Sunday, 5 February 2017

Twitter And Marketing Are The Yin And The Yang To Getting Your Message Out There

It has been assumed for quite some time now that the new "social" media marketing was the sole responsibility of the millennial generation, Twitter and marketing were on opposite sides of the fence. Twitter was the responsibility of those strangely independent cause oriented workers that were as at home on their smart phones as they were on their laptops.

These strange new breeds would work in tandem with the wool suit 9-5 crowd at the office that were pushing direct mail flyers, scheduling radio spots and working contacts they had know for thirty years.

In reality there were two forces: a yin and yang, a push and a pull, a driving movement and a resistance. However in the later stages of the last decade the two camps began to merge and Facebook pages were popping up for established conservative nightly news programs and Twitter was being seen a viable component to the marketing of a business.

It is important to note that Twitter is an "aspect" of the marketing side of the business, it is still no replacement for your effort in marketing planning and other strategic operations.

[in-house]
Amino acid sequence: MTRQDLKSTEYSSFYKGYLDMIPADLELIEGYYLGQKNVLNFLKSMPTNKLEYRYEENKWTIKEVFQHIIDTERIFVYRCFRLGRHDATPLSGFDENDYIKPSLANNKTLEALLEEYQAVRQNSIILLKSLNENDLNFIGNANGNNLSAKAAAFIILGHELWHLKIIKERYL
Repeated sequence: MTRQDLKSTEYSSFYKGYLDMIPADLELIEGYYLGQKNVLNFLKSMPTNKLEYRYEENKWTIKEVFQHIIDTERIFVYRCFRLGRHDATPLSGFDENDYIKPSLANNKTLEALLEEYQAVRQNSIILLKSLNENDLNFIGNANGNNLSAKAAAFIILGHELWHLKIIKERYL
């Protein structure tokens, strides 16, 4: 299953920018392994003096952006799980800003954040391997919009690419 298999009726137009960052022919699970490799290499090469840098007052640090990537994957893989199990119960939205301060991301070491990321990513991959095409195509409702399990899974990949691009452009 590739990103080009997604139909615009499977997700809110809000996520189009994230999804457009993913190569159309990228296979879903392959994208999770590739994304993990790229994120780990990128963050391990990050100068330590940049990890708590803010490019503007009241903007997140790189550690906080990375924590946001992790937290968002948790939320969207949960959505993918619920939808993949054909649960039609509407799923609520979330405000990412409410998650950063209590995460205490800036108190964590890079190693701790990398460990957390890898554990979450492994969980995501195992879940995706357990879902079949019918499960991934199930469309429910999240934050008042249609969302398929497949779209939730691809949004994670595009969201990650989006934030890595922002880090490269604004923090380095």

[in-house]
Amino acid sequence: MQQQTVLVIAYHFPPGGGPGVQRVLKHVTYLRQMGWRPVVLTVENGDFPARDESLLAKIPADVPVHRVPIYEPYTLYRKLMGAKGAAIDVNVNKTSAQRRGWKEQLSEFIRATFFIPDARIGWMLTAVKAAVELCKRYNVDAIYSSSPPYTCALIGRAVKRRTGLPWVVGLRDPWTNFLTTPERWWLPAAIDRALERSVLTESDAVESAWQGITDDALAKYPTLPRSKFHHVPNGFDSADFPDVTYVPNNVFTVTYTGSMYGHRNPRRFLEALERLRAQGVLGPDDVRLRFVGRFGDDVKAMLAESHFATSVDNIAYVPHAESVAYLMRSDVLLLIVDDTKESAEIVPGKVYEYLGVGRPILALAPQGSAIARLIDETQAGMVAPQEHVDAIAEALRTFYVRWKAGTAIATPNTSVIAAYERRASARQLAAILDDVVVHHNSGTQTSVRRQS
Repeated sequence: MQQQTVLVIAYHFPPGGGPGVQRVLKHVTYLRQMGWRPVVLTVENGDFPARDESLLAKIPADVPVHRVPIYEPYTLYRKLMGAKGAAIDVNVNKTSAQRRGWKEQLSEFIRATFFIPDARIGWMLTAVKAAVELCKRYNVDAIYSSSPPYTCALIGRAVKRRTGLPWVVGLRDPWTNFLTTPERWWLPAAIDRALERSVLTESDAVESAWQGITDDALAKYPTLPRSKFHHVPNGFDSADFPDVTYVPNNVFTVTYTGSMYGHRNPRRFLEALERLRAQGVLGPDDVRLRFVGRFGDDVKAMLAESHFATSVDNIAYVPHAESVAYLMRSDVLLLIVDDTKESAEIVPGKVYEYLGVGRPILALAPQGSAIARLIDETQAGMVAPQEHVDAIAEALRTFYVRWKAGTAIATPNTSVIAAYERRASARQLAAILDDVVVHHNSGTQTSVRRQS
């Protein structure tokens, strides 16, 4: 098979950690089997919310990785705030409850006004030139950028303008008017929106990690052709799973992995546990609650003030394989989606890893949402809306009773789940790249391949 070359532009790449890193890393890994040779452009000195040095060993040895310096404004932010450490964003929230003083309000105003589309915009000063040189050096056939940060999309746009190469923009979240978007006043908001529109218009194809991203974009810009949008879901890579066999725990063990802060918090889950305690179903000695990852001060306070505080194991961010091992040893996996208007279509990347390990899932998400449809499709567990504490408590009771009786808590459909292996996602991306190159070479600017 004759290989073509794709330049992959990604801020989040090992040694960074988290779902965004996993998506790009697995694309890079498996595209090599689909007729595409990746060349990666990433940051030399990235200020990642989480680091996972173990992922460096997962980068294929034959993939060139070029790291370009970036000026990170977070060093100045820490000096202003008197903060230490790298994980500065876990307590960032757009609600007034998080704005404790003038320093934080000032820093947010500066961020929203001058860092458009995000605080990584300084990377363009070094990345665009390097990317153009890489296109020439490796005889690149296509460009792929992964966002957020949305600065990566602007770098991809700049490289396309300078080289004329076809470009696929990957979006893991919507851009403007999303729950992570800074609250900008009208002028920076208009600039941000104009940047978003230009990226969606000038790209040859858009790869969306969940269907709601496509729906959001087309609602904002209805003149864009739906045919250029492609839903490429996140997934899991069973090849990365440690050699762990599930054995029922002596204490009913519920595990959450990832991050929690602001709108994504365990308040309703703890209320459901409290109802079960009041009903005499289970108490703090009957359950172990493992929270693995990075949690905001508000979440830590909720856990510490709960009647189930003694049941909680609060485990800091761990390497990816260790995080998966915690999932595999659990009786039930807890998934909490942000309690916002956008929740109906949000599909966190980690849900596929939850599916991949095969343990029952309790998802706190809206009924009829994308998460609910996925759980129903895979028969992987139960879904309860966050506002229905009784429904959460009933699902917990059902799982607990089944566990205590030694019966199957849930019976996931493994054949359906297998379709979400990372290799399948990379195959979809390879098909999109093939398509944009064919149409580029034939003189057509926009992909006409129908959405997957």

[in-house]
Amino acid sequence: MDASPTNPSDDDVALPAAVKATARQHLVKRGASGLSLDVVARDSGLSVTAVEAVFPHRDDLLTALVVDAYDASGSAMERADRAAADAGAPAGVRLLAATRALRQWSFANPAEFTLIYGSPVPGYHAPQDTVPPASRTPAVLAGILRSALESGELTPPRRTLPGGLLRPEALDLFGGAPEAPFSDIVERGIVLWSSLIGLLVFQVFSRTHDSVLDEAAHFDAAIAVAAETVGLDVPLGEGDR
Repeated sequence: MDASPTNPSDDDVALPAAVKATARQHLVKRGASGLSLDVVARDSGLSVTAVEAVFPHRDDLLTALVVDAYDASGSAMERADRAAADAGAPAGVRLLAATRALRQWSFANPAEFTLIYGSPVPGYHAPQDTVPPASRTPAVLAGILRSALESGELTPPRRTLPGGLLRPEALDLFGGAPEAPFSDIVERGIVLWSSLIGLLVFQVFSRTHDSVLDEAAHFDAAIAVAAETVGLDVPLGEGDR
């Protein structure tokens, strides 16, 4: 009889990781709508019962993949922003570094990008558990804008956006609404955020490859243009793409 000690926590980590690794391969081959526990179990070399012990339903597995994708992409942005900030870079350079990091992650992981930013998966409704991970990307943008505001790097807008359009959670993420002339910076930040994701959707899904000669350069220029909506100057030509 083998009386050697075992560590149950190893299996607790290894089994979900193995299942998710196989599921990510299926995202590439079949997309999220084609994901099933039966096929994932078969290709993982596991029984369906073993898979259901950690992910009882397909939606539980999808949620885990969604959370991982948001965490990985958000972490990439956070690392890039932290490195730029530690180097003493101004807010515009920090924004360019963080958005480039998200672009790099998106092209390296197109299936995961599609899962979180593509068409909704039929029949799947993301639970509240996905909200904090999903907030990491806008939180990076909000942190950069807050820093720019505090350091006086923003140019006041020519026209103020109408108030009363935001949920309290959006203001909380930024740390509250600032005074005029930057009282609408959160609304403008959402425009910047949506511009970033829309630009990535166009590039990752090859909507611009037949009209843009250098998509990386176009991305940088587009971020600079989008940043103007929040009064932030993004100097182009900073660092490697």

Twitter and marketing are not 2 distinctly separate activities these days, one is merely a tool of the other, and Twitter and marketing must exist in harmonious balance.

So how does the modern day samurai balance the soft side and the hard side, the yin and the yang, the dynamic dance between Twitter and marketing? The answer is in the application of the tool in relationship to your overall strategy. As a list of bullet points Twitter should be used to:

1. Provide a low cost marketing alternative that gives a link or an overview to additional information (you will not be able to post your entire newspaper ad in the tweet).

2. Align your Twitter and marketing efforts to make sure your message matches your audience. If the message is not geared toward those that use Twitter it is not exactly viral material (look at Toyota's branding of Scion as an example of focus marketing).

3. Make sure what you are tweeting is relevant, people will gladly be introduced to new products, but will be turned off by attempts to spam.... If you want to spam go back to direct mail.

Lastly utilize your Twitter and marketing campaigns using a defined set of KPI (Key Performance indicators) and know what you are looking to get, is it more followers, higher conversion or simply more brand exposure? All of these will require a slightly different approach and need to be tailored accordingly.

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